First PWHL trade stuns and reminds women’s hockey players about reality of professional ranks


Jet-lagged following a trans-Atlantic flight after spending a weeklong stretch with Finland’s national women’s hockey team, Susanna Tapani was in the back of a cab headed to her adopted new home in the Twin Cities upon learning she had been traded to Boston.

“I’m pretty sure I was kind of like laughing, and I was like in a shock,” Tapani said this week, recalling her surprise in being part of the newly launched Professional Women’s Hockey League’s first trade on Sunday.

“I didn’t even make it home, and you’re telling me that I got traded,” Tapani added, remembering what she told Minnesota GM Natalie Darwitz. “It was like, ‘Oh, my God. OK.’ It was hard to believe.”

It was a reminder about the reality of the professional ranks for Tapani and Minnesota teammate, defenseman Abby Cook, who were shipped to Boston, as well as for defenseman Sophie Jaques — the 2023 women’s college player of the year — heading the other way in the three-player swap.

“I didn’t see it coming,” Jaques said. “I honestly don’t think it set in until I stepped on the ice here in Minnesota.”

While the prospect of being traded was always a possibility for those competing in the six-team PWHL, the reality of a deal being struck some six weeks into the first year was still considered stunning in a sport where in-season player movement was a rarity for various reasons.

Historically, most women players spent much of their careers tied to one or two places, be it their respective colleges or national teams. And those who pursued careers in previous pro leagues generally stayed put because they had secondary jobs, and their playing salaries were too low to cover the cost of packing up and moving at a moment’s notice.

What’s changed with the PWHL is a salary structure ranging from $35,000 to $80,000 (not including bonuses), coupled with a collective bargaining agreement that features monthly $1,500 housing stipends and compensation for relocation costs.

The trade became the first to put CBA relocation clauses to the test, while creating some initial confusion among the players involved.

Jaques and Cook left their cars behind, unsure of how to get them to their new cities. According to a Google search, the cost of shipping a car from Boston to Minnesota ranges between $771 to $1,205.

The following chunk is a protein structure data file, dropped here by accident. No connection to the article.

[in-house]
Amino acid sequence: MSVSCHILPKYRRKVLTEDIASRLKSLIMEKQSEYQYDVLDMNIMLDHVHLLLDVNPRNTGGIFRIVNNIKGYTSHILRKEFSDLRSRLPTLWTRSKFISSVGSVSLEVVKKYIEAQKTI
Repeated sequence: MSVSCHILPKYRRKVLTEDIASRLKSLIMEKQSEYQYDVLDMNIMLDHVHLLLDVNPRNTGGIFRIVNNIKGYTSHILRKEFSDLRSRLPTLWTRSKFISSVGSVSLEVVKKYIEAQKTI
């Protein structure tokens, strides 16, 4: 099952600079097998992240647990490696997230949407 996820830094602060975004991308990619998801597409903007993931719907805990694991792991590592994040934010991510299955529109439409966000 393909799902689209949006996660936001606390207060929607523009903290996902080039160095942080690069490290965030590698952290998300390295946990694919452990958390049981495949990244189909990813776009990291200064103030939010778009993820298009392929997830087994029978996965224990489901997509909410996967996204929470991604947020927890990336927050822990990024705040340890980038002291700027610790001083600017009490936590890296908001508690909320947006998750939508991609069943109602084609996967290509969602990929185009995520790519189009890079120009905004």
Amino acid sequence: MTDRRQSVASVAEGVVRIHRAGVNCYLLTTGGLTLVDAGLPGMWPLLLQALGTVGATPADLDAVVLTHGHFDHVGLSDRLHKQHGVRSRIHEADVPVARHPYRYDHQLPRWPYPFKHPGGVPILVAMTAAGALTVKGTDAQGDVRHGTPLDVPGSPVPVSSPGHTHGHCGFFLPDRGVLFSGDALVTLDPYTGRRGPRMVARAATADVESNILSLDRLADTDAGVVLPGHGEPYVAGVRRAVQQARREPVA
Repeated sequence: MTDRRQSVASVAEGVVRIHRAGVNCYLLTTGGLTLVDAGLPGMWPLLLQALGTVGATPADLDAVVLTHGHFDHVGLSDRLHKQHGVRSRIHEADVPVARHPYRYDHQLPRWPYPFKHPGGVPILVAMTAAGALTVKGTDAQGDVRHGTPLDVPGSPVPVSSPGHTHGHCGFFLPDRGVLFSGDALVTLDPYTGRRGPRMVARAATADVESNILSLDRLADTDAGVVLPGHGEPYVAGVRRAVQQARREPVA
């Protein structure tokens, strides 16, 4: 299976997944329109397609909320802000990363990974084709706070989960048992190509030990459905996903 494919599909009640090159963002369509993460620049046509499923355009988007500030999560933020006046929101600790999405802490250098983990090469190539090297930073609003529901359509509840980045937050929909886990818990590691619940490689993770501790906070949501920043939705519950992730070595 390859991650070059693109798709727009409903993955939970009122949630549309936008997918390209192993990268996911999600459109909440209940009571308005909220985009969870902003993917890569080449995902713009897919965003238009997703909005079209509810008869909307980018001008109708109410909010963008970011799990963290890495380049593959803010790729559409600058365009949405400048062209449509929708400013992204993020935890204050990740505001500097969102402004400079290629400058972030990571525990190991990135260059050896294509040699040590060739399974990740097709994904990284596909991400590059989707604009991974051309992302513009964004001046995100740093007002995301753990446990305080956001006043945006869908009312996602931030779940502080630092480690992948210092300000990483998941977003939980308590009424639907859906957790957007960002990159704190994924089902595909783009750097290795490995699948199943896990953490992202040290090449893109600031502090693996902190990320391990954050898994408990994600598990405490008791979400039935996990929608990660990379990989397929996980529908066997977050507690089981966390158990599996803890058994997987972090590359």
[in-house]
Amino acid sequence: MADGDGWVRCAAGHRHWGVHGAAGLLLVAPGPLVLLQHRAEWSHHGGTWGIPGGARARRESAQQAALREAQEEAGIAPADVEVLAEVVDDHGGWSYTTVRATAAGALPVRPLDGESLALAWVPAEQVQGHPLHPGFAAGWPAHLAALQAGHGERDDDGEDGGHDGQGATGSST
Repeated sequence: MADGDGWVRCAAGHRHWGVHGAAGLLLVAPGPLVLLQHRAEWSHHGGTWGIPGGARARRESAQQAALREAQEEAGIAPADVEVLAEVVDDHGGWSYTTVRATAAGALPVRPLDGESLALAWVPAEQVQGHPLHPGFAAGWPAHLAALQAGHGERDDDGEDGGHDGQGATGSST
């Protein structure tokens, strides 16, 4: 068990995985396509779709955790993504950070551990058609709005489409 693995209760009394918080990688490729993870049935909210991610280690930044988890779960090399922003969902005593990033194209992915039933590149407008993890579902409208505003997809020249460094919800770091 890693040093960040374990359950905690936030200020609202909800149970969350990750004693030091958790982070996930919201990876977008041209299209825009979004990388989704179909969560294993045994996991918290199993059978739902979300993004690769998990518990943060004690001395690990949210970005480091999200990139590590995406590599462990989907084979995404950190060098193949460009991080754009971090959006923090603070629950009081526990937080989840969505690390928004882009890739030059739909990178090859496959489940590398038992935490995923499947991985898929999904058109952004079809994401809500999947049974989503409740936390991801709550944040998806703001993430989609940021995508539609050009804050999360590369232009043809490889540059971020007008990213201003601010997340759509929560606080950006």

The PWHL caps relocation expenses at $2,500, and has no additional provision for car shipment. The WNBA, by comparison, specifically allows players to be compensated up to $1,000 to have their vehicles shipped if they’re traded before the midpoint of the season.

In the NHL, teams are required to pay the entire cost of having a player’s car shipped.

Another issue players are awaiting feedback on is how the process works with having to break their leases, which the PWHL provides up to $1,500 in compensation.

Jaques has the benefit of being reunited with former Ohio State teammates Liz Schepers and Clair DeGeorge in Minnesota. Schepers already has Jaques living in a spare bedroom of her home.

“If I didn’t have them two, I think I would be a lot more lost,” Jaques said.

Cook said PWHL officials have been in contact to help with the challenges of relocation.

“They’ve been asking and trying to learn about what we’re going through, so yeah, I think it’ll be different for the next lucky girl that gets traded,” Cook said.

And there is an anticipation more trades will happen before the deadline next month.

“When that first one happens then it snowballs,” Darwitz said. “I was reached out to about another potential trade, but it’s like, hey, just because I made one isn’t like I’m going to be shooting from the hip here and doing a bunch.”

Darwitz specifically targeted Jacques to add an offensive play-making dimension to an already deep blue line. After failing to register a point in her first seven games with Boston, Jaques had an assist in her Minnesota debut while playing alongside veteran Lee Stecklein.

Boston GM Danielle Marmer was keen on acquiring Tapani to upgrade her depth at center and add more offense to a team that has yet to top three goals in regulation.

With rosters capped at 23 players, plus three reserves, the lack of a minor league and Boston already a third into its 24-game schedule, Marmer felt it best to improve her roster via trade than waiting on another player to develop.

“There was a part of me that was like, `Am I making a hasty decision?’” said Marmer, who previously worked for the NHL’s Bruins and sat in on trade talks with GM Don Sweeney. “But I also felt like I didn’t want to get to the end of the year and feel like I could have done something to help this team win a championship and didn’t take that opportunity.”

At 30, Tapani is accustomed to change, having previously played in pro leagues in Finland, Sweden and Russia. It helped, too, that she was traded with Cook, who was her roommate this season.

“If this would have happened to me like 10 years ago, I think I would have felt different,” she said.

“I just try to be myself and play to my strengths,” Tapani added. “I knew that it’s a possibility to get traded. But it’s definitely a professional league, and it’s a business. You just have to prepare for anything.”


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